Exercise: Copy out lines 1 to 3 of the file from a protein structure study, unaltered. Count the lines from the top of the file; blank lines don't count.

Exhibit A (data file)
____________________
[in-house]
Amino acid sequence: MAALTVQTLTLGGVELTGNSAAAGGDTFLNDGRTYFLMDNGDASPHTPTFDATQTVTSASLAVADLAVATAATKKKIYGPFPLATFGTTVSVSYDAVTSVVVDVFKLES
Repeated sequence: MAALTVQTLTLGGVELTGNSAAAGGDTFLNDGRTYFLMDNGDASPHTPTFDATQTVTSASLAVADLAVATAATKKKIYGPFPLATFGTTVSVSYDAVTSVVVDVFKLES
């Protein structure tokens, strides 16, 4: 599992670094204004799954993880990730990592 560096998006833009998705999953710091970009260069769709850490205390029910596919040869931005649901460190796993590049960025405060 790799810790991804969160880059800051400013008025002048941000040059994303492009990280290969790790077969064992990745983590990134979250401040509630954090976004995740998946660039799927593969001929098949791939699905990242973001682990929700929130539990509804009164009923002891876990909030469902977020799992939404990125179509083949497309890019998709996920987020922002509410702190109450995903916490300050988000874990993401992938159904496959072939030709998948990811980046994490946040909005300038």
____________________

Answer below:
[in-house]
Amino acid sequence: MAALTVQTLTLGGVELTGNSAAAGGDTFLNDGRTYFLMDNGDASPHTPTFDATQTVTSASLAVADLAVATAATKKKIYGPFPLATFGTTVSVSYDAVTSVVVDVFKLES
Repeated sequence: MAALTVQTLTLGGVELTGNSAAAGGDTFLNDGRTYFLMDNGDASPHTPTFDATQTVTSASLAVADLAVATAATKKKIYGPFPLATFGTTVSVSYDAVTSVVVDVFKLES